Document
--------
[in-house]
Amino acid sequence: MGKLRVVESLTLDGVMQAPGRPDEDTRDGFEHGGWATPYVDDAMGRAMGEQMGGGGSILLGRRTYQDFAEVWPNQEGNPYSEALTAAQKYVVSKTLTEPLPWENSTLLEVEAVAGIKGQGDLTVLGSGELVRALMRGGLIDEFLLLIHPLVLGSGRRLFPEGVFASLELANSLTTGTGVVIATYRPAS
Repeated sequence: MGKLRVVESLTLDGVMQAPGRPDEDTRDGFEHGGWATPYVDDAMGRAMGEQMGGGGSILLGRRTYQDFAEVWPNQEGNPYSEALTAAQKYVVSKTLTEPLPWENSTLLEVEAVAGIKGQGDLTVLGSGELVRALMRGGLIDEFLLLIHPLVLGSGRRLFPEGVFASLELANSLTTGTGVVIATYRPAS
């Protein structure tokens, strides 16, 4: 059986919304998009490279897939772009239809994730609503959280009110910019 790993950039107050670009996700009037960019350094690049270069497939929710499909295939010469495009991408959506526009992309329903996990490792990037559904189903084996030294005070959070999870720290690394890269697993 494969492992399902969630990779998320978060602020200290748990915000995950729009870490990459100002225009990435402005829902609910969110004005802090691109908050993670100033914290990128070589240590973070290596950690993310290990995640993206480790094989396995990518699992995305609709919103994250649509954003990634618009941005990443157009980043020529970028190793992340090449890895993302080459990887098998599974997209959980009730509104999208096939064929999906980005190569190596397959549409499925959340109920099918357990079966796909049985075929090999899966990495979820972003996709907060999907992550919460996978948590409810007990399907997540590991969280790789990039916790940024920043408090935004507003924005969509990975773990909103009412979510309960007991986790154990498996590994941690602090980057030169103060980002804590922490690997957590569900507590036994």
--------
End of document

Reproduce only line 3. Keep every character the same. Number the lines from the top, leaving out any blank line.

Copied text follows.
Repeated sequence: MGKLRVVESLTLDGVMQAPGRPDEDTRDGFEHGGWATPYVDDAMGRAMGEQMGGGGSILLGRRTYQDFAEVWPNQEGNPYSEALTAAQKYVVSKTLTEPLPWENSTLLEVEAVAGIKGQGDLTVLGSGELVRALMRGGLIDEFLLLIHPLVLGSGRRLFPEGVFASLELANSLTTGTGVVIATYRPAS